And, contrary to Metcalfe’s Law, it’s not necessarily true that every new member will benefit every other member equally, adding constant value the more who use it; it’s only when members of the same tribes join that others members of the same tribes see value, and only when there is a desire to explore socially that those other members begin to offer cumulative value to the network.
If I had time, I’d throw up some pretty graphs comparing Delcious, Flickr and Twitter’s Core Values shown over given time horizons, and then map that to different size social clusters or tribes, since, again, not every Twitter member wants to be connected to every other Twitterer or every new Twitterer who joins. Therefore, Core Value must be measured both from the traditional perspective of personal economic advantage (i.e. convenience in saving my bookmarks or storing photos online) as well as from the tribal/communal-cumulative advantage.
In considering the interaction design of a social web application, it’s important to remember that expediency and efficiency are not always allies. Indeed, the laborious act of “adding a friend” or “creating a group” can become sacrosanct experiences in the course of the development of one’s online self… and tasks that should not be trivialized down to the data level.
Instead, these kinds of flows should be crafted and architected to be noticed as part of the network’s rituals: i.e. those behaviors and actions that occur regularly enough to give rise to a kind of life in the network. When you’re online, those actions and (notifications of like, the same) are the closest thing to respiration you can offer… and without some kind of active respiration system, you’re likely to be left for dead.
A specific example:
While on the surface this interface originally struck me as an efficient way to deal with a lot of group invitations, over time I’ve realized that it actually demeans the invitation acceptance ritual and that this design treats groups like commodities to be joined en masse, without much fore-thought, exploration or examination of the act about to be taken.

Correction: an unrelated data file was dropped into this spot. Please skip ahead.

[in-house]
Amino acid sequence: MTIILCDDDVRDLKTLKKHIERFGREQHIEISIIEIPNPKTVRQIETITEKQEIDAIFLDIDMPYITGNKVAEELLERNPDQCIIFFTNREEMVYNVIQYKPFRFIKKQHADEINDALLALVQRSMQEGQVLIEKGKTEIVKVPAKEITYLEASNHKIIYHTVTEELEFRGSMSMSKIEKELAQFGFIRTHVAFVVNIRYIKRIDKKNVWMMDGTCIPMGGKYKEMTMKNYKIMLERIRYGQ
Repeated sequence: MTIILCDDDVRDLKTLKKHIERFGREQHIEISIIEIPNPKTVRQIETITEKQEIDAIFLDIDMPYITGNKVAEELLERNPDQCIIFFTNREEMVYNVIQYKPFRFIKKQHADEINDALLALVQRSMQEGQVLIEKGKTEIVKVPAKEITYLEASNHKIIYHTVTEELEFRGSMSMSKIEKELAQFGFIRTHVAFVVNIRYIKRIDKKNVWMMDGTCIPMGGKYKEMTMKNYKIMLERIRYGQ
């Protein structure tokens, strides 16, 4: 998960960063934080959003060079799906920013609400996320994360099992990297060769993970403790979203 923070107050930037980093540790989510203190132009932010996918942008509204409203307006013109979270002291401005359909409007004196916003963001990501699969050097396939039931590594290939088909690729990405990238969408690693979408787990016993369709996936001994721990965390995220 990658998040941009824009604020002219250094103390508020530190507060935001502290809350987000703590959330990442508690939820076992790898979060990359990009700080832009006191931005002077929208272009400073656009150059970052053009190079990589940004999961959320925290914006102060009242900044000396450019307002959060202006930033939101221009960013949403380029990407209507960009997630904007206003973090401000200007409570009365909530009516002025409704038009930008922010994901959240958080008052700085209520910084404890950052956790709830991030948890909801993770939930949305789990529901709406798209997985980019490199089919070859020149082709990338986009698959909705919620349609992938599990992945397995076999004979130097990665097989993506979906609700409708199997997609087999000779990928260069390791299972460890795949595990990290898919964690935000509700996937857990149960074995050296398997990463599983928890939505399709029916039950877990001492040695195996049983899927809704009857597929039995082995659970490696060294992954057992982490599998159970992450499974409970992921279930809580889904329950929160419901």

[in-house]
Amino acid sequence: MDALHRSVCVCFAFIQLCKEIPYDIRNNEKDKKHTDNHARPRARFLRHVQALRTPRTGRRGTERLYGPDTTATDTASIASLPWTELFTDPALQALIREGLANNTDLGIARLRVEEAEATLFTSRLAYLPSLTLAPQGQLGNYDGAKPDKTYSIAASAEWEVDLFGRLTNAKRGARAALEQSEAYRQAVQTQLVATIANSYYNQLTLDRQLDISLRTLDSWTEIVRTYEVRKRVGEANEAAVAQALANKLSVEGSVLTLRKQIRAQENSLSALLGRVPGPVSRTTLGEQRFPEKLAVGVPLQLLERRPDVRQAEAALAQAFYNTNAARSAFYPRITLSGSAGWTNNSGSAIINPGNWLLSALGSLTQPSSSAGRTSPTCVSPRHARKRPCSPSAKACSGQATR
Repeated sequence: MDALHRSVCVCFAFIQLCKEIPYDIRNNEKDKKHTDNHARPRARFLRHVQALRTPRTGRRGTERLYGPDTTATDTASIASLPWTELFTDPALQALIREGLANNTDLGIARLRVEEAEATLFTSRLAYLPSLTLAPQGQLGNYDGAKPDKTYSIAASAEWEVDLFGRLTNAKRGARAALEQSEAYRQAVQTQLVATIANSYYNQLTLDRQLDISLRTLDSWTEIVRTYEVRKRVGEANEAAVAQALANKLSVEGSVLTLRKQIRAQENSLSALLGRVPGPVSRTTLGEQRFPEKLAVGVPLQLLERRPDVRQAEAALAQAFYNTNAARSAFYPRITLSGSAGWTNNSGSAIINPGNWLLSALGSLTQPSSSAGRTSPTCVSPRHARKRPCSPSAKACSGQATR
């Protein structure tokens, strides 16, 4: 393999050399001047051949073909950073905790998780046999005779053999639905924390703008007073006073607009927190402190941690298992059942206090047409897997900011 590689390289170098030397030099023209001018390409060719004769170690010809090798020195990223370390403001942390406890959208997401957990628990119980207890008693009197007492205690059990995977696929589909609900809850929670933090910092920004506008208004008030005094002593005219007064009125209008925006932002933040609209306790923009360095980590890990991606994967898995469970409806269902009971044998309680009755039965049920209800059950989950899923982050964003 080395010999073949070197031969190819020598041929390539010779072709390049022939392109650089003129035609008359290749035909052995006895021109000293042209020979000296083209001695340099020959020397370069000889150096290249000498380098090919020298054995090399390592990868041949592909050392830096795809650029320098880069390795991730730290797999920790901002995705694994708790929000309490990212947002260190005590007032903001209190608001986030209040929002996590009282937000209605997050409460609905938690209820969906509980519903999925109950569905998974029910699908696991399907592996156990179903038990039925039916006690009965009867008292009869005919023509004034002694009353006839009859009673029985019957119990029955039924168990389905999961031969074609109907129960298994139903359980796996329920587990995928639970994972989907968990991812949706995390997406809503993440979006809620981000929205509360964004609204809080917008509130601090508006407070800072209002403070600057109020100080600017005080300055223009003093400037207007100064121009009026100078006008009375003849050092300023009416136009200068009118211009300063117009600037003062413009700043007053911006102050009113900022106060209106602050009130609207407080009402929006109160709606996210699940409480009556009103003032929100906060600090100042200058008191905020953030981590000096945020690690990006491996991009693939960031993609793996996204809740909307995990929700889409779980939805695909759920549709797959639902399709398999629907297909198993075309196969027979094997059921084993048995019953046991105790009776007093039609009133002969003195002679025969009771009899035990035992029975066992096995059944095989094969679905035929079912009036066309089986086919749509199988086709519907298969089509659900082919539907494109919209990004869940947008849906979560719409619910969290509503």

On the contrary, Flickr’s approach leaves the responsibility on the invitee to consider the validity of an invitation, and to explore the group before making a final decision to accept the invite.
In this sense, you’re forced to read through the invitation in isolation and apart from any other decision, allowing you the space to consider it and choose to act positively, negatively or to defer until later. Like email, should you choose not to act this invitation will simply fade into the caverns of your inbox, outside of your daily environment, and not begging to be addressed. In the Tangler example, on the other hand, not making a choice will leave a residue on the interaction experience, forcing you to repeatable reconsider an invitation every time you view this interface leading to an intuitive mental stress that will likely cause people to downright avoid checking their invitations after the first 10 or 15 stack up.
The reality is that these subtle decisions in the interface design will greatly affect how the life of your community takes shape — and what ritual behaviors will be enjoyed and looked forward to as opposed to those that will be avoided because the mental tax over time gets too high. This is an area that I’d like to think more on — and start to positively collect ritual experiences that I enjoy on the networks of which I’m happy to call myself a member.